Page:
New joint degree MSOT/MPH program begins Fall 2015
The health-care professions are adapting, changing and evolving through evidence-based practice, research and technological innovations, and policy reform. In recent years, that adaptation has included broadening the clinical scope to include not only a biomedical view of health, but sociocultural, community and population perspectives as well.
There is a significant need locally, nationally and internationally for health-care professionals to be trained to address issues of prevention, participation, everyday functional performance, habilitation and quality of life in persons with chronic disease, disability or sociocultural disadvantage. The Program in Occupational Therapy and the Master of Public Health program at the Brown School at Washington University in St. Louis have responded to this need and paradigm shift by developing a joint degree program.
The Master of Science in Occupational Therapy (MSOT)/Master of Public Health (MPH) degree will give students a unique combination of skills and knowledge to benefit communities and populations, and will create new pathways of research, practice and health programming. Graduates will be prepared to work in a diverse array of settings including community agencies, government institutions and nonprofit organizations, and assume leadership roles in public policy, urban planning and advocacy.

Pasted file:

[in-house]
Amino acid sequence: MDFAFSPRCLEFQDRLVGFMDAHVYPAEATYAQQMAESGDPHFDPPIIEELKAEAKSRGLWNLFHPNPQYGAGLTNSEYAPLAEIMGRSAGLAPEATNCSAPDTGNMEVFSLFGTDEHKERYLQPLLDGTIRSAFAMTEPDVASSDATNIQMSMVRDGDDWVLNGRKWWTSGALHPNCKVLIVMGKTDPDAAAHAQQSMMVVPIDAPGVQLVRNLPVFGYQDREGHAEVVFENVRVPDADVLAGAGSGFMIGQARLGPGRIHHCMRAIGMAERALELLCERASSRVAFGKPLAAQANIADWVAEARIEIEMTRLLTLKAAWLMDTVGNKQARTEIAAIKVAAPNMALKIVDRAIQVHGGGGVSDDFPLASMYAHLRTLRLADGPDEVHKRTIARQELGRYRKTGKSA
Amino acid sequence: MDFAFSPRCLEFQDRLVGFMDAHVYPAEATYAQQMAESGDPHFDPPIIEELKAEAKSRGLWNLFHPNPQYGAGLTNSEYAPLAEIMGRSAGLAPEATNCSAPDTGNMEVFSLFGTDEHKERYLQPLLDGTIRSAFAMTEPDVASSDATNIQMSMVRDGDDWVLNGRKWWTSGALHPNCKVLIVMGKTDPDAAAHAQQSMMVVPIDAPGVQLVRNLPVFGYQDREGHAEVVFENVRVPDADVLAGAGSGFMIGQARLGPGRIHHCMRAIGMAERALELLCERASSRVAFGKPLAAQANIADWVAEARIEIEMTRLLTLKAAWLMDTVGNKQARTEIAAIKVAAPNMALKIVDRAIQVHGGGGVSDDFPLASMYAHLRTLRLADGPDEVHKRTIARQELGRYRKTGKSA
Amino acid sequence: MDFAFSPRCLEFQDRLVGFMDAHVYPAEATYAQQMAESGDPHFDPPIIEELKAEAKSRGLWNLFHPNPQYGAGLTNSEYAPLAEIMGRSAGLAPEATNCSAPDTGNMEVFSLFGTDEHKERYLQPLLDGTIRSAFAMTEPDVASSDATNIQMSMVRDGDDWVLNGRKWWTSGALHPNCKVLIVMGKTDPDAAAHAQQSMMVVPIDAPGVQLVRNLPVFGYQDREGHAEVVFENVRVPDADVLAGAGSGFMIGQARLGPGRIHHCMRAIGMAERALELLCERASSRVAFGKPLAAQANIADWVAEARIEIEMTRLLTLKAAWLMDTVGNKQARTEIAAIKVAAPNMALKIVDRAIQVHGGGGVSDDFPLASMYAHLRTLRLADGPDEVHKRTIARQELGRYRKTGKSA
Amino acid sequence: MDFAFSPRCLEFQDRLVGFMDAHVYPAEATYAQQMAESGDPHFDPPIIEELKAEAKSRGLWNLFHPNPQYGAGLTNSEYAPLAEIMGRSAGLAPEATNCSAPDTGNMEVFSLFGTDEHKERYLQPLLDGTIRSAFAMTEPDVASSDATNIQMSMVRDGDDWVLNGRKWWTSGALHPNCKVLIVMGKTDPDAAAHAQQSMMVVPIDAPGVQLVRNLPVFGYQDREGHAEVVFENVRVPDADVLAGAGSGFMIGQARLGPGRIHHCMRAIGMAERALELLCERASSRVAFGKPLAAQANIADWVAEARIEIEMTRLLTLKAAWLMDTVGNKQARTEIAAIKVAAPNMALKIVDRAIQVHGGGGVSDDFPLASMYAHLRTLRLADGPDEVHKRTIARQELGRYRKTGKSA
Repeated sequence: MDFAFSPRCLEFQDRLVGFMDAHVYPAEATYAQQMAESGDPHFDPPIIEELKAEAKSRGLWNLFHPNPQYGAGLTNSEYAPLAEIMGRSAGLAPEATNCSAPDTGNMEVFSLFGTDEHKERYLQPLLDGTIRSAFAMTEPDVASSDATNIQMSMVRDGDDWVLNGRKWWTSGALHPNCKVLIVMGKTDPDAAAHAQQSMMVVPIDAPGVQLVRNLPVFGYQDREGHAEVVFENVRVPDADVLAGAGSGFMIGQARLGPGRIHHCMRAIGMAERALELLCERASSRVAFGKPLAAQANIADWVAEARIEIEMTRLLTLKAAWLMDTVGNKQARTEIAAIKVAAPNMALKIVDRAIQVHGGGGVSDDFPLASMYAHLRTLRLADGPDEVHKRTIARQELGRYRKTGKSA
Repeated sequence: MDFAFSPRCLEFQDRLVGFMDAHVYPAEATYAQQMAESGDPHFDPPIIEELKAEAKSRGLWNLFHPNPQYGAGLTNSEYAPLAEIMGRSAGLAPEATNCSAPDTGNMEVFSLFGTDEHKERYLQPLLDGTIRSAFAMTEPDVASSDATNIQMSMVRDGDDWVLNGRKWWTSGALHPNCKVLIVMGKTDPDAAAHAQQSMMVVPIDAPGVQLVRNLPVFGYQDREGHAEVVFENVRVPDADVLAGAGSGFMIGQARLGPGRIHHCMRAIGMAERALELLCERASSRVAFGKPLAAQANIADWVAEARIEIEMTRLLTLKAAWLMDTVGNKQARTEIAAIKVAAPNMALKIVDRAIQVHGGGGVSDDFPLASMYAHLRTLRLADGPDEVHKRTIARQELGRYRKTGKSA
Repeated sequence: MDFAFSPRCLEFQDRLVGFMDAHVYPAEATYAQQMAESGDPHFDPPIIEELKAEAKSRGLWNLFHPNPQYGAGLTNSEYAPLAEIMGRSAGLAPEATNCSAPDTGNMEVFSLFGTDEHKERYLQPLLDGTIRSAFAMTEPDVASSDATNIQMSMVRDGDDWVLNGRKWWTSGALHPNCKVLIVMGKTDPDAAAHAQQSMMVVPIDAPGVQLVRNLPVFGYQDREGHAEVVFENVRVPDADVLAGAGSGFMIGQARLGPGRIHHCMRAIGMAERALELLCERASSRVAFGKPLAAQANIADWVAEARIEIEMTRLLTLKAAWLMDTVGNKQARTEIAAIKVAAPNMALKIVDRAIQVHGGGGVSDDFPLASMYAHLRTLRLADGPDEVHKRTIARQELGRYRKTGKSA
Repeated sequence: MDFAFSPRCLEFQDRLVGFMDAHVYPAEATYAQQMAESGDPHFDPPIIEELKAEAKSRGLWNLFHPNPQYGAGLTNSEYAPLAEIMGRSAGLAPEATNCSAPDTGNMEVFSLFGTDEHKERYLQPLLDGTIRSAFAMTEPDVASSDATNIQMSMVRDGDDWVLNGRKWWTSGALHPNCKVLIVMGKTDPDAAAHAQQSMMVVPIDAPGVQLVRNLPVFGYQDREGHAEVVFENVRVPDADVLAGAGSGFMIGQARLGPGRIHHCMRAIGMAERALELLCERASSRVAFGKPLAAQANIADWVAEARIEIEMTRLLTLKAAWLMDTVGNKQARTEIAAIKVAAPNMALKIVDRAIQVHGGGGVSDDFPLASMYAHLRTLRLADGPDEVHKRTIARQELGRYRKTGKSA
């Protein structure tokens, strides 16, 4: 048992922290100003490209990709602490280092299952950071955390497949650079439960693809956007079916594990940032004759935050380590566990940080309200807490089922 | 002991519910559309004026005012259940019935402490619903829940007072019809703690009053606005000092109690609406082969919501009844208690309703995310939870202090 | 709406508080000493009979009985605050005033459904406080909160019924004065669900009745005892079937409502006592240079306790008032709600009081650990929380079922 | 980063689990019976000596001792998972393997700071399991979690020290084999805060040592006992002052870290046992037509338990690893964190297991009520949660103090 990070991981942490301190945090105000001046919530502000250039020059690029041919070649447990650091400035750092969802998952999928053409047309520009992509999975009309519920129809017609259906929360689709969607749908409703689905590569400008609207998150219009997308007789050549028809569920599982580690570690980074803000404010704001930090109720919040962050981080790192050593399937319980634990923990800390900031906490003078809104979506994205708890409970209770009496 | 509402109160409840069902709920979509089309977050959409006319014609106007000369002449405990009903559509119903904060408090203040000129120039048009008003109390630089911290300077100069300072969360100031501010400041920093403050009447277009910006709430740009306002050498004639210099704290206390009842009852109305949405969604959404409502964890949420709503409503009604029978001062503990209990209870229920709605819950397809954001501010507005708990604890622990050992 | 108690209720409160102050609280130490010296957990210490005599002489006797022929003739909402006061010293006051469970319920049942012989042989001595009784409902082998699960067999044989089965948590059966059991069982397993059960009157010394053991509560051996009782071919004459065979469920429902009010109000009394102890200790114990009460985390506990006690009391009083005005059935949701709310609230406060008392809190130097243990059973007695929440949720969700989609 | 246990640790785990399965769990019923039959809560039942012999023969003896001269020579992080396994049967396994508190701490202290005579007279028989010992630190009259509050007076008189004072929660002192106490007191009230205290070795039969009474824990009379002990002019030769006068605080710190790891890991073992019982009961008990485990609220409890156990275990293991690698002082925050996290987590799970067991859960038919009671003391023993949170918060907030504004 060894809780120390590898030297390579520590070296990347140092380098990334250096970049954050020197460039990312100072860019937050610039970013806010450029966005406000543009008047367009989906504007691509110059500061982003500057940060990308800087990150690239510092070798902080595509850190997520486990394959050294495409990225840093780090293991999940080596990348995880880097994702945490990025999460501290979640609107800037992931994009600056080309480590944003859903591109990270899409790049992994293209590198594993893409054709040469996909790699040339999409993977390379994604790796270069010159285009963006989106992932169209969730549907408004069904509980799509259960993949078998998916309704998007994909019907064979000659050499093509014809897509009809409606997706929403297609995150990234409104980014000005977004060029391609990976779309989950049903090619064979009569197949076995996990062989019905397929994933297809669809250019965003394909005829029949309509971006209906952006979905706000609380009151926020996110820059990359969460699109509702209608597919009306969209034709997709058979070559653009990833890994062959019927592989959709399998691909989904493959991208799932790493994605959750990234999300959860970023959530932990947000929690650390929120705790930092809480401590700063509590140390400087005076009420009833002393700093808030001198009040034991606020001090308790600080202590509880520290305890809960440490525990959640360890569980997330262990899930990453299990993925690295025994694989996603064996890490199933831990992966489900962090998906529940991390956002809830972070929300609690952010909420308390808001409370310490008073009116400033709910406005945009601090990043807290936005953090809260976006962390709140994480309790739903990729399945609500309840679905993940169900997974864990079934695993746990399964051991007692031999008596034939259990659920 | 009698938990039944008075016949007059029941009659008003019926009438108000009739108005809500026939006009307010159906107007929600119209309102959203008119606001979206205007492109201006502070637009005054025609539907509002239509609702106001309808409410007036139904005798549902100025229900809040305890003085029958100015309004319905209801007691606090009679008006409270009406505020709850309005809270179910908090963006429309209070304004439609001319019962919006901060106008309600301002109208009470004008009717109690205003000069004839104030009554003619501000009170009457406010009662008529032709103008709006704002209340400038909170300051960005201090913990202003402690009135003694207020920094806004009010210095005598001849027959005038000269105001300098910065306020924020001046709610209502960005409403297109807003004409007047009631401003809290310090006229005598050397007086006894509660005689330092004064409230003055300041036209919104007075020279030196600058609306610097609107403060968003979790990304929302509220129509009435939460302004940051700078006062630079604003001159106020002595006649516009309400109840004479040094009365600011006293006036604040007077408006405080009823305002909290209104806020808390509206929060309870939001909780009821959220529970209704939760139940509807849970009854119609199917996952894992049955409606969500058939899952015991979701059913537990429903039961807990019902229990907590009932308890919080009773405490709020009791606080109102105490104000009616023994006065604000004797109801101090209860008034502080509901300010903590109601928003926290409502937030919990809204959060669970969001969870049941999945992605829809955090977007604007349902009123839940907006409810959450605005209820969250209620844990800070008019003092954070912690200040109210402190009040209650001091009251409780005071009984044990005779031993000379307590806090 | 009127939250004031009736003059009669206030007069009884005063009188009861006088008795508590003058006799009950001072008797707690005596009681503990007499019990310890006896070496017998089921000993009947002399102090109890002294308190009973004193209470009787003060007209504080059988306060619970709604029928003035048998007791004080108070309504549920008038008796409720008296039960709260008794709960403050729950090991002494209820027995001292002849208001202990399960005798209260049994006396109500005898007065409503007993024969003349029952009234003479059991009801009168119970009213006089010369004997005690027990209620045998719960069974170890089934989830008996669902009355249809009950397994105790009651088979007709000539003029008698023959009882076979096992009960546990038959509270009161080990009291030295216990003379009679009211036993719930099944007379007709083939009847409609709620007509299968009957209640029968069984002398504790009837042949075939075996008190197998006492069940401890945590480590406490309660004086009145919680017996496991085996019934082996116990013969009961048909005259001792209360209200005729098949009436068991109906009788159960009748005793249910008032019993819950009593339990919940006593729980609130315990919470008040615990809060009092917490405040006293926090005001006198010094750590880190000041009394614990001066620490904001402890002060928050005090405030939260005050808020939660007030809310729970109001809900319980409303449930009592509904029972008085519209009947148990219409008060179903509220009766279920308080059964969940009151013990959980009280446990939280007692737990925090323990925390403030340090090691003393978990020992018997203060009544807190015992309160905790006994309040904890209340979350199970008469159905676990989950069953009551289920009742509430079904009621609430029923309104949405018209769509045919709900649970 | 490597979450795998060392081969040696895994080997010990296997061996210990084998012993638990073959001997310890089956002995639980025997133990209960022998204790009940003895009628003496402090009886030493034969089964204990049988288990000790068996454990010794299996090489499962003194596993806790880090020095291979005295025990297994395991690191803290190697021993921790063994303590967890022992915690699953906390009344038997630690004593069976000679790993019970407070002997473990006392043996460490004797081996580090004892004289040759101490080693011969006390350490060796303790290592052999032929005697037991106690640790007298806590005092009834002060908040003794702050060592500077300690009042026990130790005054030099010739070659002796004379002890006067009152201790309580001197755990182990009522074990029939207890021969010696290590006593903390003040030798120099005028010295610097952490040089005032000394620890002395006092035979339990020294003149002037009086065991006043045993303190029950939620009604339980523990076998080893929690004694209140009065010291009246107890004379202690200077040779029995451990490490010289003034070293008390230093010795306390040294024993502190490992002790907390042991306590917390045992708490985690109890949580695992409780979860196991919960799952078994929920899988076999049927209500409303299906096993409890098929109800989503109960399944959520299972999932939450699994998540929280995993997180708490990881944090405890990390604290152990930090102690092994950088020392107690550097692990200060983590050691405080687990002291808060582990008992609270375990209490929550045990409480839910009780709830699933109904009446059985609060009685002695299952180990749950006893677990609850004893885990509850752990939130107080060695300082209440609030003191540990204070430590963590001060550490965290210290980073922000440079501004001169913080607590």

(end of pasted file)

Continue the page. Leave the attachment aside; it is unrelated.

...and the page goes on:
“Persons trained in public health alone have limited exposure to biomedical knowledge and less focus on performance of daily life tasks. In contrast, practitioners trained solely as occupational therapists often lack sufficient community and population focus to extend their reach beyond acute care and rehabilitation settings,” says Associate Director of Professional Programs Steve Taff, PhD, OTR/L (pictured, right). “We feel that the MSOT/MPH degree offers the training required to equip new practitioners with a paradigm-spanning skill set that is needed in a new health-care landscape.”
“Public health brings a community and population perspective to the study and practice of occupational therapy, as well as a focus on prevention,” adds Associate Dean for Public Health Matthew W. Kreuter, PhD, MPH (pictured, left). “The combination of these two degrees will be a potent mix for health improvement in the 21st century."
Learn more about the joint degree MSOT/MPH program by clicking here.